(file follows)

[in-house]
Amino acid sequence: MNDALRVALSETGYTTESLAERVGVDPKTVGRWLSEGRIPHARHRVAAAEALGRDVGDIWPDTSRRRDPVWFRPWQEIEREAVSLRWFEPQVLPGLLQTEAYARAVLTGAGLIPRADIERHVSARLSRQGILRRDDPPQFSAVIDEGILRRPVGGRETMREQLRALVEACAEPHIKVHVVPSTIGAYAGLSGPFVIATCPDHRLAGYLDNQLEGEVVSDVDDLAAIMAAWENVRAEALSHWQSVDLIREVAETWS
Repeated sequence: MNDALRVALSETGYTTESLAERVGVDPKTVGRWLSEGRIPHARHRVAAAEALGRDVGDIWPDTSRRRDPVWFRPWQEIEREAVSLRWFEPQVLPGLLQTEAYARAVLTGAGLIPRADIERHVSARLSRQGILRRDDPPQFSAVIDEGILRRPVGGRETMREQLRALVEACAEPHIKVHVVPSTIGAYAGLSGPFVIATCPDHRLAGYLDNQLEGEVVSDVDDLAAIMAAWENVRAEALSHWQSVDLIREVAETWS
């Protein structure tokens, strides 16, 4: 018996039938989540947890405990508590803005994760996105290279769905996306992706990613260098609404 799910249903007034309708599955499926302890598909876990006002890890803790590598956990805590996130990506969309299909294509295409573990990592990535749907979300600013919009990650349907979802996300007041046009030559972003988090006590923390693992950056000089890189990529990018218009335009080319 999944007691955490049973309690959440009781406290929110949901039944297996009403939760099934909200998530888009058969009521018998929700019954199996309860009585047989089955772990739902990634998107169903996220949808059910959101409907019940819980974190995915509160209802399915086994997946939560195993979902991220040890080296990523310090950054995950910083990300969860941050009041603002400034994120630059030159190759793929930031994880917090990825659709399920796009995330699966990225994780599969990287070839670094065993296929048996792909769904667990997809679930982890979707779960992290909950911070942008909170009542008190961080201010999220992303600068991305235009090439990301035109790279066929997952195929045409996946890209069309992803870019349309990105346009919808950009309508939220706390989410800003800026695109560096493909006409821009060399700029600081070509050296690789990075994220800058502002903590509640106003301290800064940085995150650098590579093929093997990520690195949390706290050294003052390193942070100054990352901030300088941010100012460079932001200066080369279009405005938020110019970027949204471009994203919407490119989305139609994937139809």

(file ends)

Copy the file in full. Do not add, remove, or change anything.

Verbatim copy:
[in-house]
Amino acid sequence: MNDALRVALSETGYTTESLAERVGVDPKTVGRWLSEGRIPHARHRVAAAEALGRDVGDIWPDTSRRRDPVWFRPWQEIEREAVSLRWFEPQVLPGLLQTEAYARAVLTGAGLIPRADIERHVSARLSRQGILRRDDPPQFSAVIDEGILRRPVGGRETMREQLRALVEACAEPHIKVHVVPSTIGAYAGLSGPFVIATCPDHRLAGYLDNQLEGEVVSDVDDLAAIMAAWENVRAEALSHWQSVDLIREVAETWS
Repeated sequence: MNDALRVALSETGYTTESLAERVGVDPKTVGRWLSEGRIPHARHRVAAAEALGRDVGDIWPDTSRRRDPVWFRPWQEIEREAVSLRWFEPQVLPGLLQTEAYARAVLTGAGLIPRADIERHVSARLSRQGILRRDDPPQFSAVIDEGILRRPVGGRETMREQLRALVEACAEPHIKVHVVPSTIGAYAGLSGPFVIATCPDHRLAGYLDNQLEGEVVSDVDDLAAIMAAWENVRAEALSHWQSVDLIREVAETWS
């Protein structure tokens, strides 16, 4: 018996039938989540947890405990508590803005994760996105290279769905996306992706990613260098609404 799910249903007034309708599955499926302890598909876990006002890890803790590598956990805590996130990506969309299909294509295409573990990592990535749907979300600013919009990650349907979802996300007041046009030559972003988090006590923390693992950056000089890189990529990018218009335009080319 999944007691955490049973309690959440009781406290929110949901039944297996009403939760099934909200998530888009058969009521018998929700019954199996309860009585047989089955772990739902990634998107169903996220949808059910959101409907019940819980974190995915509160209802399915086994997946939560195993979902991220040890080296990523310090950054995950910083990300969860941050009041603002400034994120630059030159190759793929930031994880917090990825659709399920796009995330699966990225994780599969990287070839670094065993296929048996792909769904667990997809679930982890979707779960992290909950911070942008909170009542008190961080201010999220992303600068991305235009090439990301035109790279066929997952195929045409996946890209069309992803870019349309990105346009919808950009309508939220706390989410800003800026695109560096493909006409821009060399700029600081070509050296690789990075994220800058502002903590509640106003301290800064940085995150650098590579093929093997990520690195949390706290050294003052390193942070100054990352901030300088941010100012460079932001200066080369279009405005938020110019970027949204471009994203919407490119989305139609994937139809």